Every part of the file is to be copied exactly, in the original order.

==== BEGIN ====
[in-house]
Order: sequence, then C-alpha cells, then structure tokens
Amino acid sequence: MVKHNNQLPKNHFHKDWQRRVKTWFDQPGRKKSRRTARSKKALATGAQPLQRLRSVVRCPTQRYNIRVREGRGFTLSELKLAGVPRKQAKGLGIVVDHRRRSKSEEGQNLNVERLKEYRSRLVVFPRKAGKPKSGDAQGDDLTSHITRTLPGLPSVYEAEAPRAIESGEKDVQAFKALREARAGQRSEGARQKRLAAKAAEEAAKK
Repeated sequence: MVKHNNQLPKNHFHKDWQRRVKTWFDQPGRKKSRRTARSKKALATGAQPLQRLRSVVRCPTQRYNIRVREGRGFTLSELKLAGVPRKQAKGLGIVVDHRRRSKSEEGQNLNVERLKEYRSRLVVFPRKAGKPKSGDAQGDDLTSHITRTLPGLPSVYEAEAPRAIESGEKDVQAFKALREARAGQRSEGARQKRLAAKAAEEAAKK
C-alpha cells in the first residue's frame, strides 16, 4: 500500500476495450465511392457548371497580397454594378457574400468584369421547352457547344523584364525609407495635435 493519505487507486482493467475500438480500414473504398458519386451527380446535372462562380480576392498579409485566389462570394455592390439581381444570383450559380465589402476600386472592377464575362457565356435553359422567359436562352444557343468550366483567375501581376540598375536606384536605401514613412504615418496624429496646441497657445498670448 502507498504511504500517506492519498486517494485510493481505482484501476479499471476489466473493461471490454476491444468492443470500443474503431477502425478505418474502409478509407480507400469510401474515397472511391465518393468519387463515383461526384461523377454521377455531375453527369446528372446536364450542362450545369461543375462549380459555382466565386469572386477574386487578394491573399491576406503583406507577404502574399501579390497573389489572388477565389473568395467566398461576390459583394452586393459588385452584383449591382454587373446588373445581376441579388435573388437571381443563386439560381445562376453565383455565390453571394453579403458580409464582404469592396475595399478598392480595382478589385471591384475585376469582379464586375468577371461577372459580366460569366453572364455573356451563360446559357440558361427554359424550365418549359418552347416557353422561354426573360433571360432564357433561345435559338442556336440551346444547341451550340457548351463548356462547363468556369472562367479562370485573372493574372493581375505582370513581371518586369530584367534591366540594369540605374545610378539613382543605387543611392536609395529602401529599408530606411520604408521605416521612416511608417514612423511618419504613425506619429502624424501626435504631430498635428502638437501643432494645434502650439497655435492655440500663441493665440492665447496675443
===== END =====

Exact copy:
[in-house]
Order: sequence, then C-alpha cells, then structure tokens
Amino acid sequence: MVKHNNQLPKNHFHKDWQRRVKTWFDQPGRKKSRRTARSKKALATGAQPLQRLRSVVRCPTQRYNIRVREGRGFTLSELKLAGVPRKQAKGLGIVVDHRRRSKSEEGQNLNVERLKEYRSRLVVFPRKAGKPKSGDAQGDDLTSHITRTLPGLPSVYEAEAPRAIESGEKDVQAFKALREARAGQRSEGARQKRLAAKAAEEAAKK
Repeated sequence: MVKHNNQLPKNHFHKDWQRRVKTWFDQPGRKKSRRTARSKKALATGAQPLQRLRSVVRCPTQRYNIRVREGRGFTLSELKLAGVPRKQAKGLGIVVDHRRRSKSEEGQNLNVERLKEYRSRLVVFPRKAGKPKSGDAQGDDLTSHITRTLPGLPSVYEAEAPRAIESGEKDVQAFKALREARAGQRSEGARQKRLAAKAAEEAAKK
C-alpha cells in the first residue's frame, strides 16, 4: 500500500476495450465511392457548371497580397454594378457574400468584369421547352457547344523584364525609407495635435 493519505487507486482493467475500438480500414473504398458519386451527380446535372462562380480576392498579409485566389462570394455592390439581381444570383450559380465589402476600386472592377464575362457565356435553359422567359436562352444557343468550366483567375501581376540598375536606384536605401514613412504615418496624429496646441497657445498670448 502507498504511504500517506492519498486517494485510493481505482484501476479499471476489466473493461471490454476491444468492443470500443474503431477502425478505418474502409478509407480507400469510401474515397472511391465518393468519387463515383461526384461523377454521377455531375453527369446528372446536364450542362450545369461543375462549380459555382466565386469572386477574386487578394491573399491576406503583406507577404502574399501579390497573389489572388477565389473568395467566398461576390459583394452586393459588385452584383449591382454587373446588373445581376441579388435573388437571381443563386439560381445562376453565383455565390453571394453579403458580409464582404469592396475595399478598392480595382478589385471591384475585376469582379464586375468577371461577372459580366460569366453572364455573356451563360446559357440558361427554359424550365418549359418552347416557353422561354426573360433571360432564357433561345435559338442556336440551346444547341451550340457548351463548356462547363468556369472562367479562370485573372493574372493581375505582370513581371518586369530584367534591366540594369540605374545610378539613382543605387543611392536609395529602401529599408530606411520604408521605416521612416511608417514612423511618419504613425506619429502624424501626435504631430498635428502638437501643432494645434502650439497655435492655440500663441493665440492665447496675443